APOPO is based a few minutes out of the city center and is a must-see if you are interested in the delicate history of Cambodia, as well as curious about how they are trying to solve many problems that followed the Vietnam war and Khmer Rouge.
They are a Belgian NGO that has developed an ingenious system deploying African giant pouched rats that can detect tuberculosis or landmines with their exceptional sense of smell. They’re known as HeroRATs, and they are nothing short of exceptional.
In 2018 alone 12 minefields of 1,1 million sqm (160 football fields), filled with 143 landmines and 142 unexploded objects were found, neutralized and cleared.
Currently, there are only 29 rats at APOPO, but 10 more will be arriving later in February, and a further 20 in March, so there will be a total of 59 HeroRATs covering the hundreds of landmine fields across Cambodia, clearing the land and allowing the local villagers to reclaim the earth for cultivation.
During the Vietnam war, Cambodia was riddled with landmines and bombs, thousands of them remaining in the fields threatening the lives of the Khmer. Not only has Cambodia suffered from the Vietnam war, but also had to face treacherous years under the Khmer Rouge.
It is suspected that there are 26 million undetected explosives still pervading the lands.
APOPO works with the government and uses the rats as well as people with metal detectors to cover extensive grounds, boxing off areas for the rats to inspect. What a human can do in 8 hours, the rat can cover in 2 hours.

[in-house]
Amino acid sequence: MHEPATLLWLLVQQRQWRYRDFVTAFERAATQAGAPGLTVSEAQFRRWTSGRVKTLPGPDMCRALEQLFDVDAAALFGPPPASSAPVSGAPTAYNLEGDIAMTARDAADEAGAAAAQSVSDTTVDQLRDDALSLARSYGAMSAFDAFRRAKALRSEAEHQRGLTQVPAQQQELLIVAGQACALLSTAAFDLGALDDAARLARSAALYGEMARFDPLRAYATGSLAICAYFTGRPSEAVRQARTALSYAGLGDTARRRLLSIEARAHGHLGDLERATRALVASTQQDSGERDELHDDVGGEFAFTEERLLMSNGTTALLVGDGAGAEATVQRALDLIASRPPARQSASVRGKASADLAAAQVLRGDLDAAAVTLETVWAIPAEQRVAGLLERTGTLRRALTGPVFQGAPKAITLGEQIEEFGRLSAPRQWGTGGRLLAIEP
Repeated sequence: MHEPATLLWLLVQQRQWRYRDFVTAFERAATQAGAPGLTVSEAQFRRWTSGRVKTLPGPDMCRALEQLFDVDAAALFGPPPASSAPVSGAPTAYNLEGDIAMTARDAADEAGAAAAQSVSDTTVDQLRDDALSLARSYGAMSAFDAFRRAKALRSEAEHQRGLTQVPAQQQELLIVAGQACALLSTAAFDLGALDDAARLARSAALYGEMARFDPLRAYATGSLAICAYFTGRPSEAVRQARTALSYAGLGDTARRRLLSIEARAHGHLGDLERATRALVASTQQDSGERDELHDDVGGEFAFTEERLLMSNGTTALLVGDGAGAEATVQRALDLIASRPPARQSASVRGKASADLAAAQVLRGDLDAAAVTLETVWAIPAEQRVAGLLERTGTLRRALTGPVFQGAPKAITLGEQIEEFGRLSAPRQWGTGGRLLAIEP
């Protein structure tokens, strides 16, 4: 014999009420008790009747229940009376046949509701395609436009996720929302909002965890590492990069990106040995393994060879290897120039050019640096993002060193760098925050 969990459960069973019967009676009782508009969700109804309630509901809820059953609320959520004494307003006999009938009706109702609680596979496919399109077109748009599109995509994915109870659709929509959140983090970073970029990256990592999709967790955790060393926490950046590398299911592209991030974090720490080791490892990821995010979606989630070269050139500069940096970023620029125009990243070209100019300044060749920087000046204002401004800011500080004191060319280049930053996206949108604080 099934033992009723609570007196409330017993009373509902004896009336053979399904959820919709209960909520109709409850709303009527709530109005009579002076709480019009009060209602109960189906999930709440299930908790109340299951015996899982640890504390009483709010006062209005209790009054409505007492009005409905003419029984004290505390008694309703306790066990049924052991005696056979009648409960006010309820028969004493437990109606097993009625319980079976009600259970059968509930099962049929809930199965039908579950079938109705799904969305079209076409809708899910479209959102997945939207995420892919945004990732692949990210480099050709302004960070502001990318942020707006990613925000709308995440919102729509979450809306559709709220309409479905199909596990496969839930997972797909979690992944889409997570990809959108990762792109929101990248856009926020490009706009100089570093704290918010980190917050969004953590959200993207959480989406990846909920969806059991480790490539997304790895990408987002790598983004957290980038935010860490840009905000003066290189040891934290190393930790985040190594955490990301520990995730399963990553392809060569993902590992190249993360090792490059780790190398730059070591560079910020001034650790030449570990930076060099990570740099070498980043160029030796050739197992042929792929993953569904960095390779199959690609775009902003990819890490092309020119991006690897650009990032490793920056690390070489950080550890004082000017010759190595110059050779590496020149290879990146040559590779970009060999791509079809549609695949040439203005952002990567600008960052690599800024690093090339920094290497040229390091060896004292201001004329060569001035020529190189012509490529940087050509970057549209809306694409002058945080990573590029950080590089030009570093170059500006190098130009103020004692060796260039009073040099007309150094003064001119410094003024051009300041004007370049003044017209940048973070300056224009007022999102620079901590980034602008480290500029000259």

One of the many benefits of working with rats is their easy-going temperament and docile personalities, as they are willing to work with anyone, not just one trainee, making day-to-day work much easier than, say, using dogs.
The tour is very informative and entertaining as you get to see a live demonstration with one of the rats, and it is quite an interesting experience to be a part of.
There is a large demonstration area, as well as a presentation room, where you get to view a short documentary about APOPO, and a display cabinet inside showcasing many of the different neutralised unexploded objects and bombs.
The admission fee is $5 and the tour lasts just over an hour, not including the free time you have to look through the display room.
You can support APOPO through donations, buying some of their branded products in the shop or ‘adopting’ a HeroRAT for a year.
In 2019 they estimate to double their numbers and cover for more land than ever before. Apopo has programs in Tanzania, Mozambique, Angola and Cambodia.
There is nothing quite like it and it is a tour not to be missed while visiting Siem Reap.